Friday, July 14, 2006

Okinawa Incidents Prompt Defense Department to Urge Stronger Fight Against Payday Lenders

By Paul Rizzo
Payday Loan Writer

The Department of Defense has listed payday lending in its Top Ten issues of concern for military families. What was once a relatively minor issue for service members living in Okinawa, Japan, has become a greater threat with the rapid increase of online payday loan companies using the Internet.

Okinawa, Japan

"The growing problem here on Okinawa is, although there is only one payday lender on island, many people are consulting the internet to get payday loans," said Allison Green, Director of Navy Marine Corps Relief Society, Okinawa.

Military officials believe that payday lending falls under the auspices of predatory lending, which involves lenders taking advantage of the borrowers they believe are vulnerable, looking for fast and easy money.

Active armed service personnel are three times more likely than civilians to take out a payday loan, according to the Center for Responsible Lending, an organization opposing predatory lending.

"Many people going to payday lenders do not understand the terms and often end up paying up to 400 percent interest or more on the initial loan," Green said.

The questionable business practices are increasing so fast that the Undersecretary of the Navy, Chief of Naval Operations and Commandant of the Marine Corps have all called on military leaders to take decisive action against predatory military payday loan practices.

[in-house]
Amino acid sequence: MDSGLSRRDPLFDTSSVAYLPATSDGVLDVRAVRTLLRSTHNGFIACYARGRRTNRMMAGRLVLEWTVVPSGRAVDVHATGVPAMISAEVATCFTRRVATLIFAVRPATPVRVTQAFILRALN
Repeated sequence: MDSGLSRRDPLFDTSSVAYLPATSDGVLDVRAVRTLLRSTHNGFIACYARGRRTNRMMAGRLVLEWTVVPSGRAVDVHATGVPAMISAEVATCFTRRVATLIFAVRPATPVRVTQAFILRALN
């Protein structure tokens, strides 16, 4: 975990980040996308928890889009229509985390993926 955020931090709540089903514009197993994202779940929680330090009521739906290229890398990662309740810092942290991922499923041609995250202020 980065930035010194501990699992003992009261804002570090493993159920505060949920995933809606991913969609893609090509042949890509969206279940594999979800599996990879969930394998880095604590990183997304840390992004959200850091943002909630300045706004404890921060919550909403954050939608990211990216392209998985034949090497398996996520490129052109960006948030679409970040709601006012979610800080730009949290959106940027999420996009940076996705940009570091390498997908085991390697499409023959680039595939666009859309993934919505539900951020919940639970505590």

In a joint senate assembly earlier this year, Sgt. Maj. Wayne R. Bell, sergeant major for Marine Corps Bases West, implored the senate to make predatory lending practices illegal. During his testimony, Bell spoke about the strain of debts on military families created by lenders and their unfair tactics.

"We ask that you help us put a stop to predatory payday lending practices directed against those who defend our nation's freedom. Our Marines deserve better," Bell told the Senate.

What is important for service members to understand is that there are many resources available to those needing financial assistance, Green urged. The Navy Marine Corps Relief Society assists U.S. Marines and sailors with everything from interest-free emergency loans to completing a budget.

"When you do a budget, you can see exactly where your money is going," Green said. "If you have debt, we can point you in the right direction. Whether or not it's an emergency, people should come to us even if they're not sure we can help them."

During the month of June, Okinawa saw three cases in which service members were involved with payday lenders, Green said. The society assisted these individuals with more than $8,000 collectively in interest-free loans and grants to meet their emergency financial needs and get them out of financial trouble.

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